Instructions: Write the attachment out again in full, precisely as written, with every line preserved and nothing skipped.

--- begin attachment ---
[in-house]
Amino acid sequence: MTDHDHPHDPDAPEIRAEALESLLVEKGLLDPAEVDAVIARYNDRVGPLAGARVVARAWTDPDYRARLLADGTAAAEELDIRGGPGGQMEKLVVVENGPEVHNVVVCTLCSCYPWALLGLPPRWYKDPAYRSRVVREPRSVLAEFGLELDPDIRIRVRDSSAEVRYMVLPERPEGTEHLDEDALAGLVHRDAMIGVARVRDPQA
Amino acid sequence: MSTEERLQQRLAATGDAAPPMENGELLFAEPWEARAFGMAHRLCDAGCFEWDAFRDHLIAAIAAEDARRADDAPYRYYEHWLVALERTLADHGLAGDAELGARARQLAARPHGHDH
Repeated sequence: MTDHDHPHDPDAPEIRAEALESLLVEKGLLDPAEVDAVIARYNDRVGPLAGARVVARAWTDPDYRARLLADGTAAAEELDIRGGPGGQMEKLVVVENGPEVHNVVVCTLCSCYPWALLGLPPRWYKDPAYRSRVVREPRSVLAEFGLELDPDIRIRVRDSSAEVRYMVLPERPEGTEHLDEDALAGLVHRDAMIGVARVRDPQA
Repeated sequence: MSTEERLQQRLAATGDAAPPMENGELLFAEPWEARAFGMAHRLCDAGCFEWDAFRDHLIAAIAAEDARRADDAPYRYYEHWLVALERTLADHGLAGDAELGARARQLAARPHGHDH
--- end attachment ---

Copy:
[in-house]
Amino acid sequence: MTDHDHPHDPDAPEIRAEALESLLVEKGLLDPAEVDAVIARYNDRVGPLAGARVVARAWTDPDYRARLLADGTAAAEELDIRGGPGGQMEKLVVVENGPEVHNVVVCTLCSCYPWALLGLPPRWYKDPAYRSRVVREPRSVLAEFGLELDPDIRIRVRDSSAEVRYMVLPERPEGTEHLDEDALAGLVHRDAMIGVARVRDPQA
Amino acid sequence: MSTEERLQQRLAATGDAAPPMENGELLFAEPWEARAFGMAHRLCDAGCFEWDAFRDHLIAAIAAEDARRADDAPYRYYEHWLVALERTLADHGLAGDAELGARARQLAARPHGHDH
Repeated sequence: MTDHDHPHDPDAPEIRAEALESLLVEKGLLDPAEVDAVIARYNDRVGPLAGARVVARAWTDPDYRARLLADGTAAAEELDIRGGPGGQMEKLVVVENGPEVHNVVVCTLCSCYPWALLGLPPRWYKDPAYRSRVVREPRSVLAEFGLELDPDIRIRVRDSSAEVRYMVLPERPEGTEHLDEDALAGLVHRDAMIGVARVRDPQA
Repeated sequence: MSTEERLQQRLAATGDAAPPMENGELLFAEPWEARAFGMAHRLCDAGCFEWDAFRDHLIAAIAAEDARRADDAPYRYYEHWLVALERTLADHGLAGDAELGARARQLAARPHGHDH